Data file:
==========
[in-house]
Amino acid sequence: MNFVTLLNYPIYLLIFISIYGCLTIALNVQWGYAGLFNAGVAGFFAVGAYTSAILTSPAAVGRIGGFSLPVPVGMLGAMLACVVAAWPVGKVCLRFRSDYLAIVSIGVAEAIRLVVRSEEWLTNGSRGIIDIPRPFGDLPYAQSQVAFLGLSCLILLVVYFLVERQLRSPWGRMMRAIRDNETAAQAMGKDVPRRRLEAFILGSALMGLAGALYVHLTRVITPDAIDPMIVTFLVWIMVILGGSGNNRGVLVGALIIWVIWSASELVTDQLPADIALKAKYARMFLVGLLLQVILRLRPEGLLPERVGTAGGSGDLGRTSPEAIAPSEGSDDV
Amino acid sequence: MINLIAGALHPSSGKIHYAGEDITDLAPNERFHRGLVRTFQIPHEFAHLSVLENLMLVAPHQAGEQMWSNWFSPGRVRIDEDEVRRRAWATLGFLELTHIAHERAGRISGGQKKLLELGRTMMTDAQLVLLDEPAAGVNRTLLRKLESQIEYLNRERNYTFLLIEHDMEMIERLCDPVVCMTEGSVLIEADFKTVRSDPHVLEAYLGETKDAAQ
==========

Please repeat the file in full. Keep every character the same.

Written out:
[in-house]
Amino acid sequence: MNFVTLLNYPIYLLIFISIYGCLTIALNVQWGYAGLFNAGVAGFFAVGAYTSAILTSPAAVGRIGGFSLPVPVGMLGAMLACVVAAWPVGKVCLRFRSDYLAIVSIGVAEAIRLVVRSEEWLTNGSRGIIDIPRPFGDLPYAQSQVAFLGLSCLILLVVYFLVERQLRSPWGRMMRAIRDNETAAQAMGKDVPRRRLEAFILGSALMGLAGALYVHLTRVITPDAIDPMIVTFLVWIMVILGGSGNNRGVLVGALIIWVIWSASELVTDQLPADIALKAKYARMFLVGLLLQVILRLRPEGLLPERVGTAGGSGDLGRTSPEAIAPSEGSDDV
Amino acid sequence: MINLIAGALHPSSGKIHYAGEDITDLAPNERFHRGLVRTFQIPHEFAHLSVLENLMLVAPHQAGEQMWSNWFSPGRVRIDEDEVRRRAWATLGFLELTHIAHERAGRISGGQKKLLELGRTMMTDAQLVLLDEPAAGVNRTLLRKLESQIEYLNRERNYTFLLIEHDMEMIERLCDPVVCMTEGSVLIEADFKTVRSDPHVLEAYLGETKDAAQ